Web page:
I ordered a shaved sirloin sandwich for lunch at a recently opened restaurant. Like many people at lunch during a weekday, I was operating on a time frame that required me to get in and out in a reasonable amount of time. Though the service was a bit slow, I chalked it up to the restaurant kitchen working out the flow.
When the sandwich arrived, I was disappointed. The shaved sirloin was terribly dry, and neither the mustard-onion jam nor the white Cheddar accompanying it could save the day. Luckily, I was with a friend who ordered another sandwich with roasted barbecue pork. We had instructed our server up front to cut each sandwich down the middle so we could each have a half. The pork sandwich was very good, so it wasn’t a total loss.
As I said, I was on a tight schedule, so I didn’t send the sirloin sandwich back. At the end of the meal the server approached and asked, “So, how did you like your sandwiches?” I wasn’t going to bring it up, but since he asked, I replied, “I didn’t like the sandwich. It was too dry. Has the kitchen thought about serving the beef medium rare or, at least, medium?” “I’m so sorry,” he replied. “The sandwich is supposed to be served medium rare. I’ll pass it along.”
He left and returned a minute later with the check, which included the cost of the sandwich that we (me, my friend and the server) all agreed was less than satisfactory. I could tell you I was a bit taken aback by all this, but I wasn’t. I’ve had more than a few restaurant folk (servers, managers) ask how something was and then not act accordingly when they got an answer.
In any case, don’t ask customers at the end of a meal if everything was okay. It’s a bit too late, no? Despite the server’s bad timing, if one is going to ask the question, shouldn’t he or she be prepared to take some action based on the answer? A lack of action suggests you’re simply going through motions and don’t really care about making things right. In my opinion, the server should have taken the sandwich off the bill or made some other gesture to prevent a customer (me) from leaving disappointed. Everyone agreed a mistake was made.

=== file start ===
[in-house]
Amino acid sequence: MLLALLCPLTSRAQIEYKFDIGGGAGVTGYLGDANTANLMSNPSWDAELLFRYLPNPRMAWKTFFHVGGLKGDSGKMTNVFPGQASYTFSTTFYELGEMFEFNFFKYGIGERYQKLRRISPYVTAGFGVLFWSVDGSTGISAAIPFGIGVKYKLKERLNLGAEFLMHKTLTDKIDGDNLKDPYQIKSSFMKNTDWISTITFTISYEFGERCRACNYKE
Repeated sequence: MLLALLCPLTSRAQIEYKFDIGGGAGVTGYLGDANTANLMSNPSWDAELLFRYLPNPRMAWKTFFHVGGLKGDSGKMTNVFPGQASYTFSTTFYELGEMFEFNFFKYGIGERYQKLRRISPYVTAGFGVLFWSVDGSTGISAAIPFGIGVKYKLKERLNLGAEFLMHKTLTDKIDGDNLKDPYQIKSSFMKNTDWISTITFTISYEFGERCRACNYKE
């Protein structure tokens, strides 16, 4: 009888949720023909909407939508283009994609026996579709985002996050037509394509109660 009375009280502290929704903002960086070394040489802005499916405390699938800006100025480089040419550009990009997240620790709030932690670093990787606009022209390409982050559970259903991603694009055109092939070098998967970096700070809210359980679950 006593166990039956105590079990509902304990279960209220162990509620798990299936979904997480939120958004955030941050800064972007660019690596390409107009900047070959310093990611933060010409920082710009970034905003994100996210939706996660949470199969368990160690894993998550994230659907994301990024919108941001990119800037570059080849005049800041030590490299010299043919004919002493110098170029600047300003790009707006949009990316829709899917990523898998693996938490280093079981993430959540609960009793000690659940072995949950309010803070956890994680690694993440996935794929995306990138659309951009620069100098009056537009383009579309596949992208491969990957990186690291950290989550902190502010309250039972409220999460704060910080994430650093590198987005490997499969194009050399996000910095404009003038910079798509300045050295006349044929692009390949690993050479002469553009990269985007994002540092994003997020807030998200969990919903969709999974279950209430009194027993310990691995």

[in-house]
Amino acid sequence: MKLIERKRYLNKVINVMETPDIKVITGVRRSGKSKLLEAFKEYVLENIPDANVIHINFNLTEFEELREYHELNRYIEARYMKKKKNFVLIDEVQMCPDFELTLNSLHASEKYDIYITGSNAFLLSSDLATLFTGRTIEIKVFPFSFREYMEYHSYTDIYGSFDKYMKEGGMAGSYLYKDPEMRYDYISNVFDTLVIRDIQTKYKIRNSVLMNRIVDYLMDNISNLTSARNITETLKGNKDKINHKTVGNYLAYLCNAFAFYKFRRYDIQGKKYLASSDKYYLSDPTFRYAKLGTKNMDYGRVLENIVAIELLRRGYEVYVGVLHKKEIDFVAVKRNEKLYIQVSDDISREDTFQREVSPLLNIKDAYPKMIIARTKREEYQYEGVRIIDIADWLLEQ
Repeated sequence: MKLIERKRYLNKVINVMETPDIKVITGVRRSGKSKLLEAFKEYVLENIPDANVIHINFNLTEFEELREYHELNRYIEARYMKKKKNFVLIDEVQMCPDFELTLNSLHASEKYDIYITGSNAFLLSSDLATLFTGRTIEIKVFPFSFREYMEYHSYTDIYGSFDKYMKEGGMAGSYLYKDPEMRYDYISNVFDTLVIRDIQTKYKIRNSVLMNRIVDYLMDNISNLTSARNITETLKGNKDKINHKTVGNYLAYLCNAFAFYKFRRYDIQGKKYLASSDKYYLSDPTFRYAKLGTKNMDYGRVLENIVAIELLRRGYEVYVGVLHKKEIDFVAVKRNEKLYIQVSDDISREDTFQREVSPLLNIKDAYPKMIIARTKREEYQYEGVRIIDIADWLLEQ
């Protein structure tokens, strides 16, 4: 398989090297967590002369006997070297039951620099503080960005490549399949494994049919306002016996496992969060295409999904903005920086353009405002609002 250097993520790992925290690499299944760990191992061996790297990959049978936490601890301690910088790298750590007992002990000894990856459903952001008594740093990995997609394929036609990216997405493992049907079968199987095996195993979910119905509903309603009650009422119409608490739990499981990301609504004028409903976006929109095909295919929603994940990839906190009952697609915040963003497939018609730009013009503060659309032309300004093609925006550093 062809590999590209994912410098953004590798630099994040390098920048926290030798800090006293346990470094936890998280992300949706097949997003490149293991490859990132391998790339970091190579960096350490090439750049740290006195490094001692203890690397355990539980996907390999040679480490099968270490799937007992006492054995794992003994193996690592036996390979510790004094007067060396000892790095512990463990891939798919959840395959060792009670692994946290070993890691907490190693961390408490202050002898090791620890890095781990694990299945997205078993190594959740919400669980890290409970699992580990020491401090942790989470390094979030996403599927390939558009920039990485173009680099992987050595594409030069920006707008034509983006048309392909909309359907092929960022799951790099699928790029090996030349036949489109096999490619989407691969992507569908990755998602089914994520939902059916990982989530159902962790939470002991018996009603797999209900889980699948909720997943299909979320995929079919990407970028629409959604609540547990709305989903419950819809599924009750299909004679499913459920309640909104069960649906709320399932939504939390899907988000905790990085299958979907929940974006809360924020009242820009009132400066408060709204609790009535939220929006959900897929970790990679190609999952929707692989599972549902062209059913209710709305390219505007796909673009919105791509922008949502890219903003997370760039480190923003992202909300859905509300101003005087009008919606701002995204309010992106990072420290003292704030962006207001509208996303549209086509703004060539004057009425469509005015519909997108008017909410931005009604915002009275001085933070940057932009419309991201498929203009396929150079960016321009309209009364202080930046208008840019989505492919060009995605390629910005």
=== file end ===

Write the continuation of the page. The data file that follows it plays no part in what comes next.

From my side of the table, where all your other customers sit, I say, “Don’t ask a question you’re not prepared to act on.” More importantly, do ask the question and ask it shortly after the food is delivered. And without a doubt, make good on the reply. Why would you send an unhappy customer back out into a world where your competitors will gladly make you look bad?
If the server didn’t have the authority to make good on a mistake, then shouldn’t a manager be called in to make a fix? Should a server have instant authority to make that fix without running down a manager? I’d like to hear your thoughts about this scenario. Please email and I’ll share the best responses on our letters page.
Michael Sanson, Editor-in-Chief
e-mail: [email protected]enton.com